Further reading on the Zimmerman verdict

There has been so much good, thoughtful writing about the verdict and the social systems that allowed it to happen. Here are a few of the best pieces I’ve come across:

The Zimmerman jury told young black men what we already knew.
It is a complicated thing to be young, black, and male in America. Not only are you well aware that many people are afraid of you—you can see them clutching their purses or stiffening in their subway seats when you sit across from them—you must also remain conscious of the fact that people expect you to be apologetic for their fear. It’s your job to be remorseful about the fact that your very nature makes them uncomfortable, like a pilot having to apologize to a fearful flyer for being in the sky.

White supremacy acquits George Zimmerman.
When Zimmerman was acquitted today, it wasn’t because he’s a so-called white Hispanic. He’s not. It’s because he abides by the logic of white supremacy, and was supported by a defense team—and a swath of society—that supports the lingering idea that some black men must occasionally be killed with impunity in order to keep society-at-large safe.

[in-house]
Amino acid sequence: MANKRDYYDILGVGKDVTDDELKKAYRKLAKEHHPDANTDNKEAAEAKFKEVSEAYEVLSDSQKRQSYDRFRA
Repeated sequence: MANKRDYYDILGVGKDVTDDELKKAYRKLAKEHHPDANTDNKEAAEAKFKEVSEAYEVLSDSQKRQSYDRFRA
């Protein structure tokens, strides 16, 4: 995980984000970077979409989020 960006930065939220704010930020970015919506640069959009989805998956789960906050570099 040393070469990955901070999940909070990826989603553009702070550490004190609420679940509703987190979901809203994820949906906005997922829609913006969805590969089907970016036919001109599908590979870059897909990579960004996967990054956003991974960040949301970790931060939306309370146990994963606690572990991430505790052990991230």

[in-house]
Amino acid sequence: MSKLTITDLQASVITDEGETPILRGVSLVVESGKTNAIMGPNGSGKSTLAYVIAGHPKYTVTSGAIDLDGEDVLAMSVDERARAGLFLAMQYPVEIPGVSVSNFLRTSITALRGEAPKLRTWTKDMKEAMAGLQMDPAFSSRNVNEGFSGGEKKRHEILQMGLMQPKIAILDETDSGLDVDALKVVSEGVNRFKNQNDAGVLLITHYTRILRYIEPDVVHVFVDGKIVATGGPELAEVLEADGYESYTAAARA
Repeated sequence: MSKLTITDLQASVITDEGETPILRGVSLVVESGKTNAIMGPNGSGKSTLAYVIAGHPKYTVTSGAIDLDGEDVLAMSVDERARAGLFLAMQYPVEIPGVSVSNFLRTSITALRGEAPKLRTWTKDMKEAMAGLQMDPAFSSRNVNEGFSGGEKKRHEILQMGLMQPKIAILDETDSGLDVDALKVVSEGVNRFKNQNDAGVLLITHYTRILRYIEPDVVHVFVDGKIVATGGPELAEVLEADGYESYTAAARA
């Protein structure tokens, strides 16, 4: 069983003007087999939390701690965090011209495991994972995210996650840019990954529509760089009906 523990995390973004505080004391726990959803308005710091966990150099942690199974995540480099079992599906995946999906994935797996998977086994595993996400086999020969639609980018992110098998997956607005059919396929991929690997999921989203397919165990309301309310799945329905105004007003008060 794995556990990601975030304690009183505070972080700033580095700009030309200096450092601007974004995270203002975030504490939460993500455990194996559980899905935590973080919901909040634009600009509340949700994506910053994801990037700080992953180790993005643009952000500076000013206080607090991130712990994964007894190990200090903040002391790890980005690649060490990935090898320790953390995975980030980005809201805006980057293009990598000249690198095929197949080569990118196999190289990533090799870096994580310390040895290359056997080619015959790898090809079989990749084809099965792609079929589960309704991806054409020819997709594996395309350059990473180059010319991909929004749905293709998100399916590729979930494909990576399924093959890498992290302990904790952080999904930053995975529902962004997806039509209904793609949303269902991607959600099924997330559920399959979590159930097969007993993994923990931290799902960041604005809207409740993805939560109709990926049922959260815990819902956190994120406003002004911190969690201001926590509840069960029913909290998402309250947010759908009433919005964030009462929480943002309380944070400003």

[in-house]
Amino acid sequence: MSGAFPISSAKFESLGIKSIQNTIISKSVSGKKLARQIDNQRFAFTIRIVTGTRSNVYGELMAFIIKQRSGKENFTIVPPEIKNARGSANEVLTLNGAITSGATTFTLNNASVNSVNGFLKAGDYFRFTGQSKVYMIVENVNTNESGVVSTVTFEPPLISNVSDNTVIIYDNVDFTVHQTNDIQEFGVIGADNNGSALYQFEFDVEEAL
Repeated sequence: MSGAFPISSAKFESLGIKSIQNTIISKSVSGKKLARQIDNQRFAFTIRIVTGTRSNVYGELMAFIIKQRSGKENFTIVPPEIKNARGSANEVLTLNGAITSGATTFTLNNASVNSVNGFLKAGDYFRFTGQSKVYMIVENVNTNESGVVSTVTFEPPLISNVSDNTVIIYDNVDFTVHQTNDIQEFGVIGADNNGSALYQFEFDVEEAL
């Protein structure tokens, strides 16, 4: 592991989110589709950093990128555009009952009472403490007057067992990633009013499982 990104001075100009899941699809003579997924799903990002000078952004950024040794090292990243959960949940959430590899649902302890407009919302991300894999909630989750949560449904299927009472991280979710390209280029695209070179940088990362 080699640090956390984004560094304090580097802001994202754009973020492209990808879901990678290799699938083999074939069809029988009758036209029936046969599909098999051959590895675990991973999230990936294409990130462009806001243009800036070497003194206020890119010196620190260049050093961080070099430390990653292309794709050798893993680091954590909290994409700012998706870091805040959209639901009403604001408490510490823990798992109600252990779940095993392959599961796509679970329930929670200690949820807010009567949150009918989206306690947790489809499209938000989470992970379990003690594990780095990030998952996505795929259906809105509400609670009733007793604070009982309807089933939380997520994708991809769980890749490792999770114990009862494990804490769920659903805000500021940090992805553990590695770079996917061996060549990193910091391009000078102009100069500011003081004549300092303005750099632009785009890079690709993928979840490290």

We are not Trayvon Martin: a Tumblr exploring race and privilege through people’s personal experiences. The creator of the blog explains here why he started it:
So much of the coverage and trial has been about race, Trayvon’s race, and what that meant for him. But all to often those of us who get the benefits of racism can’t see. We can’t see it because the world just appears normal. Living a “normal” life means i don’t have to think about race.
But race shapes my world as much as it shapes Trayvon’s, and it is my responsibility to see that and change that. 

Continue reading

A moment of silence

For Trayvon.

For his parents, who are grieving and have no justice.

For Rachel Jeantel, who said Trayvon was one of the few guys who didn’t make fun of her.

For Marissa Alexander, who was sentenced to 20 years in prison for firing warning shots against her abusive husband–and for being a black woman–while George Zimmerman walks free.

For everyone who wasn’t surprised by the verdict, because they’d already been told so many times that their lives were worth nothing.

For the mamas who are afraid to let their sons walk to the corner store for candy and iced tea.

For a “justice” system that was never built to protect anyone but rich, het, cis white men.

For a country that allows this to happen, again and again.

For all the rage and heartsickness and the searing, bone-deep need for change.